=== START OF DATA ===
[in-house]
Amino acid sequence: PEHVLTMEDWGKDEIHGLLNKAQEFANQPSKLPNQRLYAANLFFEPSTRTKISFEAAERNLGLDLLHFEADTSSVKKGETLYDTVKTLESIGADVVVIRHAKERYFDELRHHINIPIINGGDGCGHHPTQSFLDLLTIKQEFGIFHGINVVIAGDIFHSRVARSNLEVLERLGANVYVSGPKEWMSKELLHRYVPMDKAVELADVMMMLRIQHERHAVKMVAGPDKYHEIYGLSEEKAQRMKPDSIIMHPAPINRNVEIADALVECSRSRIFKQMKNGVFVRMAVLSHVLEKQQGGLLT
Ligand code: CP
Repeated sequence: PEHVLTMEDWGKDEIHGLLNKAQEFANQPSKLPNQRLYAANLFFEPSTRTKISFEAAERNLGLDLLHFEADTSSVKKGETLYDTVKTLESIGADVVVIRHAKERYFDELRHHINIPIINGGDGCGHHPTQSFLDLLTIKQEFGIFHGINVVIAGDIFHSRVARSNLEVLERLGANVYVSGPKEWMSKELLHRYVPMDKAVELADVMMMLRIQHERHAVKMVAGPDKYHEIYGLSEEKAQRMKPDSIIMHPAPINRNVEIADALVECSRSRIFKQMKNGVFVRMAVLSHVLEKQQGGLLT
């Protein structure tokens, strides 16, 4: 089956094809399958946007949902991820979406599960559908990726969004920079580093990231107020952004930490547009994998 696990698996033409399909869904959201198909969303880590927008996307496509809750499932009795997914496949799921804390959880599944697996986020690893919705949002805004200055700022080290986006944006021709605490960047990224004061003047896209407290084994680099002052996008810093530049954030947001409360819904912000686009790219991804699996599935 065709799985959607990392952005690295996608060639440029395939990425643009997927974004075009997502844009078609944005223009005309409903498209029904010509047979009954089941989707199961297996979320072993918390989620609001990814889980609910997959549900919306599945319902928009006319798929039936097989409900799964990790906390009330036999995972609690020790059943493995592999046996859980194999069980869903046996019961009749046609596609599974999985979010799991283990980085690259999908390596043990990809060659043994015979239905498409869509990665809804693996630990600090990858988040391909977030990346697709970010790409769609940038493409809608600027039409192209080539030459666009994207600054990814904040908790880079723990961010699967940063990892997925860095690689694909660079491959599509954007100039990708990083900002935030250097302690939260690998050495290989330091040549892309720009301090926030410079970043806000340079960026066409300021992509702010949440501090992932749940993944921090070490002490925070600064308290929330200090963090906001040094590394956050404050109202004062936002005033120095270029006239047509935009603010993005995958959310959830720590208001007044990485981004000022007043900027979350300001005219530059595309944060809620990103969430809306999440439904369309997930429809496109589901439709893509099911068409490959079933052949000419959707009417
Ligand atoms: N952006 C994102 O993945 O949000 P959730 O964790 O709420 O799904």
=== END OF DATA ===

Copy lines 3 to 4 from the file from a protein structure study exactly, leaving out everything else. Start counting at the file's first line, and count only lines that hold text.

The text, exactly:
Ligand code: CP
Repeated sequence: PEHVLTMEDWGKDEIHGLLNKAQEFANQPSKLPNQRLYAANLFFEPSTRTKISFEAAERNLGLDLLHFEADTSSVKKGETLYDTVKTLESIGADVVVIRHAKERYFDELRHHINIPIINGGDGCGHHPTQSFLDLLTIKQEFGIFHGINVVIAGDIFHSRVARSNLEVLERLGANVYVSGPKEWMSKELLHRYVPMDKAVELADVMMMLRIQHERHAVKMVAGPDKYHEIYGLSEEKAQRMKPDSIIMHPAPINRNVEIADALVECSRSRIFKQMKNGVFVRMAVLSHVLEKQQGGLLT